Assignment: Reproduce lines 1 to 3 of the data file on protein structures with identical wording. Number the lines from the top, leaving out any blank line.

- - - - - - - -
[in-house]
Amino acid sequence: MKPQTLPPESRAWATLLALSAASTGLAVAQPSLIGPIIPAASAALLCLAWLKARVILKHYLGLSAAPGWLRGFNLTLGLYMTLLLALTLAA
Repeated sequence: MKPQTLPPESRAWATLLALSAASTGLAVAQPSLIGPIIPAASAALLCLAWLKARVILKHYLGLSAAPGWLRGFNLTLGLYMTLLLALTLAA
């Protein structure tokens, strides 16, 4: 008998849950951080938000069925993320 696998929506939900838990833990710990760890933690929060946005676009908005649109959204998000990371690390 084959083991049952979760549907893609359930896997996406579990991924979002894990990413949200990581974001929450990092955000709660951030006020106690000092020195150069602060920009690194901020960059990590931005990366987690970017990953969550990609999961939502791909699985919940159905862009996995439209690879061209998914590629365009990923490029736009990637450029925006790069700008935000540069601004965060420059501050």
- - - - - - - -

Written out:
[in-house]
Amino acid sequence: MKPQTLPPESRAWATLLALSAASTGLAVAQPSLIGPIIPAASAALLCLAWLKARVILKHYLGLSAAPGWLRGFNLTLGLYMTLLLALTLAA
Repeated sequence: MKPQTLPPESRAWATLLALSAASTGLAVAQPSLIGPIIPAASAALLCLAWLKARVILKHYLGLSAAPGWLRGFNLTLGLYMTLLLALTLAA